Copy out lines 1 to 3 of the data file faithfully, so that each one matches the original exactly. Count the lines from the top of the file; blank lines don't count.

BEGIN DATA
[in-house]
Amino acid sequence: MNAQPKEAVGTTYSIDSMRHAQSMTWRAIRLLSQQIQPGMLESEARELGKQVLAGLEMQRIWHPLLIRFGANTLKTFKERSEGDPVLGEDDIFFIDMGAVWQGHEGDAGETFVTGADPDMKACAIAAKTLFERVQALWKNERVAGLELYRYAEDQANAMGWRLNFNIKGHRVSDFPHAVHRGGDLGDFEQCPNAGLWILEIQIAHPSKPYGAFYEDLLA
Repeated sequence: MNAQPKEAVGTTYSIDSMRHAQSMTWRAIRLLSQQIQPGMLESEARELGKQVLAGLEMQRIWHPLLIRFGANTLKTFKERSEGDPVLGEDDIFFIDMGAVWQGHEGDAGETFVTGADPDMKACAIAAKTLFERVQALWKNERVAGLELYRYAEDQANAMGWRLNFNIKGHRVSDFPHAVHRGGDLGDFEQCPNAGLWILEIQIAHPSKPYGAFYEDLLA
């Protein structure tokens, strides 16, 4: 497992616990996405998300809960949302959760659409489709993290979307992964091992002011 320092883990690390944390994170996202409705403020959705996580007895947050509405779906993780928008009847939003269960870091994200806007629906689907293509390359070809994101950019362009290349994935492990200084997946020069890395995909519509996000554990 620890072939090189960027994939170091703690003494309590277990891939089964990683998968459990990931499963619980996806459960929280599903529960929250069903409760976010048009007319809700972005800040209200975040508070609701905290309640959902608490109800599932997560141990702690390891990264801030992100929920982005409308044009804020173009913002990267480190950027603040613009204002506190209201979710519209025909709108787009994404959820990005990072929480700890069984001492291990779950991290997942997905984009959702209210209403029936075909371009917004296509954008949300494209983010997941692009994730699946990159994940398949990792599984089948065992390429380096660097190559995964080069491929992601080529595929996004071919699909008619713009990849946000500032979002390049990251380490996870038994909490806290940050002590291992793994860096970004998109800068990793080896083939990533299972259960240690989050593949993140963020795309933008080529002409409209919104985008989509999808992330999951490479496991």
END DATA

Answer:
[in-house]
Amino acid sequence: MNAQPKEAVGTTYSIDSMRHAQSMTWRAIRLLSQQIQPGMLESEARELGKQVLAGLEMQRIWHPLLIRFGANTLKTFKERSEGDPVLGEDDIFFIDMGAVWQGHEGDAGETFVTGADPDMKACAIAAKTLFERVQALWKNERVAGLELYRYAEDQANAMGWRLNFNIKGHRVSDFPHAVHRGGDLGDFEQCPNAGLWILEIQIAHPSKPYGAFYEDLLA
Repeated sequence: MNAQPKEAVGTTYSIDSMRHAQSMTWRAIRLLSQQIQPGMLESEARELGKQVLAGLEMQRIWHPLLIRFGANTLKTFKERSEGDPVLGEDDIFFIDMGAVWQGHEGDAGETFVTGADPDMKACAIAAKTLFERVQALWKNERVAGLELYRYAEDQANAMGWRLNFNIKGHRVSDFPHAVHRGGDLGDFEQCPNAGLWILEIQIAHPSKPYGAFYEDLLA